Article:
Donnelly Corner, 1976

As she moves forward, the horizon recedes
She stops at Donnelly Corner, pants
Nothing, nothing except 40 kilometres of asphalt pointing due North
Looking South, same landscape; East and West are no more reassuring
Forty kilometres of blacktop as far as the eye can see
Acres upon acres of homesteads and quilted fields at 90 degrees to one another
Even the wind has trouble catching its breath
It hardly dares caress the stalks basking in the sun
That same wind that fills a sky bigger than anywhere else

Elsewhere, trees stand on guard
Hills punctuate the landscape
Hide their most intimate secrets from passers-by
Elsewhere, brooks interrupt roads, trout shimmy wildly about
Wave their tails at surprised travellers
It’s like that over there
Here, it’s flat, flat, flat
Oh my God! The world really is flat!

Where can one create a haven
Hang up the memories tumbling through one’s head
Twisters out of control over a crazy quilt landscape
Nothing but suspicious looking vistas as far as the eye can see
In the sparse villages, women dress in shades of brown
Sisters of the Sacred Order of the Gumbo, the Order of Gelatinous Earth,
That umber crazy glue sticks to humans, to animals, to tractors
To brown speckled indoor-outdoor carpets in prefabricated houses

Men and women at the wheel of trucks trace zigzags in the muck
Along the highway that stretches to infinity
Tall or short, thin or portly, the men’s eyes are all veiled
By a baseball cap permanently girdling their heads
Walking talking billboards: Wheat Pool, John Deere, Falher Alfalfa
The brown sludge passed off for coffee at the corner gas station
Unable to mask the magnesium in the water
Brown roads, brown rugs, brown water, brown pant suits

The newcomer stands out in the décor in her leather high heels
The flair of her oceanic dress shot with imported pistachio
She stares out at this strange landscape, memories dancing like a ship at sea
Breathless, she drops one, flails about, tries to bring it back to her
The memory weaves about, a kite over the grain fields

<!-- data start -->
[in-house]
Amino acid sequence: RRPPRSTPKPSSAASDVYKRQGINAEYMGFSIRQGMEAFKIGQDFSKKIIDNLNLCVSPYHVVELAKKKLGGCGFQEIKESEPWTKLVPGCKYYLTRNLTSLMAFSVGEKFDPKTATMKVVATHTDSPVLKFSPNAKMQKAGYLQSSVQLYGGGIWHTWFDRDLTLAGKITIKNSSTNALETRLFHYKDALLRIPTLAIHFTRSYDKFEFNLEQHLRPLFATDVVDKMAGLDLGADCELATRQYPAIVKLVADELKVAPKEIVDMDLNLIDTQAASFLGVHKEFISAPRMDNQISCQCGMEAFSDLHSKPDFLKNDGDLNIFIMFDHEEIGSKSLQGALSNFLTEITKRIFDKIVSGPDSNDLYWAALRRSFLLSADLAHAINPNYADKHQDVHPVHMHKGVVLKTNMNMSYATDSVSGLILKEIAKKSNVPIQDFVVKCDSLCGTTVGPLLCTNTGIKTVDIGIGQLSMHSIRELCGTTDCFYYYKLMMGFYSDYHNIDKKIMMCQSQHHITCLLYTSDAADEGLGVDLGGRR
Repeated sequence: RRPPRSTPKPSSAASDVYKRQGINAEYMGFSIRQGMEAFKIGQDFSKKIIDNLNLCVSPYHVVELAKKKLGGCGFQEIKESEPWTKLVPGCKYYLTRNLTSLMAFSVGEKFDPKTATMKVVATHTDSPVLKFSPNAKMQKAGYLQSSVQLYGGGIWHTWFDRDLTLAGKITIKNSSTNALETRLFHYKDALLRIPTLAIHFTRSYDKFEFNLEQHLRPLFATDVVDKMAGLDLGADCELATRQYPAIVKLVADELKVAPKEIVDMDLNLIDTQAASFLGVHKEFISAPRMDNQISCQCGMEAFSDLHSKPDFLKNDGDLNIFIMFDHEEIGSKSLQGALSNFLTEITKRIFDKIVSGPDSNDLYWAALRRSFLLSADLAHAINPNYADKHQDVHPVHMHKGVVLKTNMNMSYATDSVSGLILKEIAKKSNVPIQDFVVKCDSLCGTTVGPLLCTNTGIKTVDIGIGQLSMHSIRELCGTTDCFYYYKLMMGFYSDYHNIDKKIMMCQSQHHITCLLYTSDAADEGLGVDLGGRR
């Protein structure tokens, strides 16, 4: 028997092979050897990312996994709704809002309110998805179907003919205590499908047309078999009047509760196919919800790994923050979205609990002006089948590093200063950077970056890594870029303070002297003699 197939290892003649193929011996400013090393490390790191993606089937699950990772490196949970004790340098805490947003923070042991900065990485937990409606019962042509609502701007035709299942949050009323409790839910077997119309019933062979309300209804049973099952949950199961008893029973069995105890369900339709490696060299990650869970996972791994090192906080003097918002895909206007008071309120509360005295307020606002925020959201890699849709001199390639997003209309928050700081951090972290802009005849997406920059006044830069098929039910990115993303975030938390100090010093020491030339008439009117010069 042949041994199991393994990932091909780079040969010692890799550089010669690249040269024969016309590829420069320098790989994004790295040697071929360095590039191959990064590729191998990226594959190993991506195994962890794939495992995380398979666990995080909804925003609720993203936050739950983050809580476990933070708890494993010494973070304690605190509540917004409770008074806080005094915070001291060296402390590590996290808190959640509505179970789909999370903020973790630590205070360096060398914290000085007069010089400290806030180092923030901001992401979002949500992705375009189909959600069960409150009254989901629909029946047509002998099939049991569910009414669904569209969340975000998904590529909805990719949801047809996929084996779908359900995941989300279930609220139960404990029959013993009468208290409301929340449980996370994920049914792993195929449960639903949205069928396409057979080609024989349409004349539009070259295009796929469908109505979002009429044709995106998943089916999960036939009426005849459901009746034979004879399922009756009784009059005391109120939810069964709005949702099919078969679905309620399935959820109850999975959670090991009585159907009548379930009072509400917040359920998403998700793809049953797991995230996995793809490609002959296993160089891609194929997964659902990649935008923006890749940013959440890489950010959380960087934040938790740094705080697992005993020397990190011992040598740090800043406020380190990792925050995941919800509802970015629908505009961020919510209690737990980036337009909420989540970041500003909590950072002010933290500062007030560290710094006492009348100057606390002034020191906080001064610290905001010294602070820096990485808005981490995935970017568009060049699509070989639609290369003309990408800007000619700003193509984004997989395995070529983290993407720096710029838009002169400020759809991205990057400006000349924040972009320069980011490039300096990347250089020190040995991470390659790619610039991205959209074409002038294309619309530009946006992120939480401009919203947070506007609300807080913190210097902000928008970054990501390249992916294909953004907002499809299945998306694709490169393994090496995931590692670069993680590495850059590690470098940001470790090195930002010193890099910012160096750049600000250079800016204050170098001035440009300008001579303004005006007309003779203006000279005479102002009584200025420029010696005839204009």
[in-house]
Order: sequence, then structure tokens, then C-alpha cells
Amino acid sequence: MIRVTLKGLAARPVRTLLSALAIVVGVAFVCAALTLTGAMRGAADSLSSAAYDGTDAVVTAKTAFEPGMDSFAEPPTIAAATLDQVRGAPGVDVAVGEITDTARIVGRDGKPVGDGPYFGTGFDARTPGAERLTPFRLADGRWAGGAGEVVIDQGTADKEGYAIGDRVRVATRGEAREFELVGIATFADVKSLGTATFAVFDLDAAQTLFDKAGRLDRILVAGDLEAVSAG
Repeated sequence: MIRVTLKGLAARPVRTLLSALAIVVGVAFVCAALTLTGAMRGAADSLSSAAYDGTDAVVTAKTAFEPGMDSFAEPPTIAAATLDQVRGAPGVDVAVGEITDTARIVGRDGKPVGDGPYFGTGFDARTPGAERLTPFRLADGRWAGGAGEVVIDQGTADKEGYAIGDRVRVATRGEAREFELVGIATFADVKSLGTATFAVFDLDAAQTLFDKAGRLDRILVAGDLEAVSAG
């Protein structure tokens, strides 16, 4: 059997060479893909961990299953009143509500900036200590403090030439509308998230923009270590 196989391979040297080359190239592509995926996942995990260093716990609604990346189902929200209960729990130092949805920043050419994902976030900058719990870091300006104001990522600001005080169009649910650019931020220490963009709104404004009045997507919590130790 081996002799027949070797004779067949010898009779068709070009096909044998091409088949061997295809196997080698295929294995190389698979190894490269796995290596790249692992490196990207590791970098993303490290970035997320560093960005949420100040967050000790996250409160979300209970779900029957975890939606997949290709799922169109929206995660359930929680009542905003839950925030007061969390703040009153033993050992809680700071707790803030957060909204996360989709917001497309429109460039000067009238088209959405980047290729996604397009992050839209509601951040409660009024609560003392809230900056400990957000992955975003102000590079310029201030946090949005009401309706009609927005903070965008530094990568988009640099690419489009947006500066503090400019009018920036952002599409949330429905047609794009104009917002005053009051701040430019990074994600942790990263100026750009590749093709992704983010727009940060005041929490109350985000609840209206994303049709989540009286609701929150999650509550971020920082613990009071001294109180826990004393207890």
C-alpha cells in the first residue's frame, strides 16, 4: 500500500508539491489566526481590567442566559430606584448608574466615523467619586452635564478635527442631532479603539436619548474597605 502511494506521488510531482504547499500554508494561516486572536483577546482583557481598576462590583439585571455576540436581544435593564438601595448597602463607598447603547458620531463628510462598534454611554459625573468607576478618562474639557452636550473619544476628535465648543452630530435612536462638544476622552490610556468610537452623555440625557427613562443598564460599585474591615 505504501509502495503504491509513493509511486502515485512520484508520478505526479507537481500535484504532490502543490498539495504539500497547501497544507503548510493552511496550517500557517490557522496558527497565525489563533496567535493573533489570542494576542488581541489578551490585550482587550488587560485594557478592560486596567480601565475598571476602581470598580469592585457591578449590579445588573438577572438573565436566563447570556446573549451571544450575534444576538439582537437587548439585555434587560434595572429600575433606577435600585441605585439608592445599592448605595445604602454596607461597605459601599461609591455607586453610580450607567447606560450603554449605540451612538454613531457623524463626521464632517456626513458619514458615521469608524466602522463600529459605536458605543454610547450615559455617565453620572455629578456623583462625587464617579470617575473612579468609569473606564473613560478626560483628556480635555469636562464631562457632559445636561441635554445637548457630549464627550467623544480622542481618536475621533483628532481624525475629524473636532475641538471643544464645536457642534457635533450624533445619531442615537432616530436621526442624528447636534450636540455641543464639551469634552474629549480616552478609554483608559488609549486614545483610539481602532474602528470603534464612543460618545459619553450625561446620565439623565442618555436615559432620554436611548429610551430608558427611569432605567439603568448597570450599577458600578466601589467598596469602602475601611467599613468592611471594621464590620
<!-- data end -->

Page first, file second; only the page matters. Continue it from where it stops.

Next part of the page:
It dips and swirls, comes to rest on a wheat shaft
Weeks later, grains become cereals
The stranger makes friends with the shameless hussy of a landscape
Her faraway eyes, once shocked by the endless expanse
Gaze openly at the endless possibilities of wheat, oats, barley, and canola
Make peace with the patchwork prairie of the Peace Country

~ Jocelyne Verret

Jocelyne Verret – a published novelist, poet and playwright – was born in Québec City and raised in New-Brunswick. She made Alberta her home in 1976. Home and Away is a theme that resonates throughout her writing. Jocelyne is currently heading a collective work in French, 4 Voix, 4 Voies, as well as working on a solo book of poetry in English. In 2007, La Coalition des femmes de l’Alberta commissioned her to write the story of Francophone women building their Alberta communities. Jocelyne has also presided over the Stroll of Poets of Edmonton and instituted the Stroll’s readings in French. She has worked with many musicians, most recently with Marc de Montigny, a big band saxophonist.

“‘Donnelly Corner, 1976’ is a poem that reflects my reaction to the prairies upon arriving from New-Brunswick, and shortly before that, a 3-year stay in the former French Congo, or République Populaire du Congo. It is about my making peace with a landscape and culture that were as foreign to me as the African savannahs and jungles. It took me 30 years to write this poem. It has had many versions.”

Editor’s note: This poem is from Home and Away – a sequel to the bestselling Writing the Land (2007). Look for one poet to be featured each day as Alberta poets ponder the question “what is home?” and explore our complex relationship with working on, living with, exploiting and protecting our land and our home. For more information about the project, click here.

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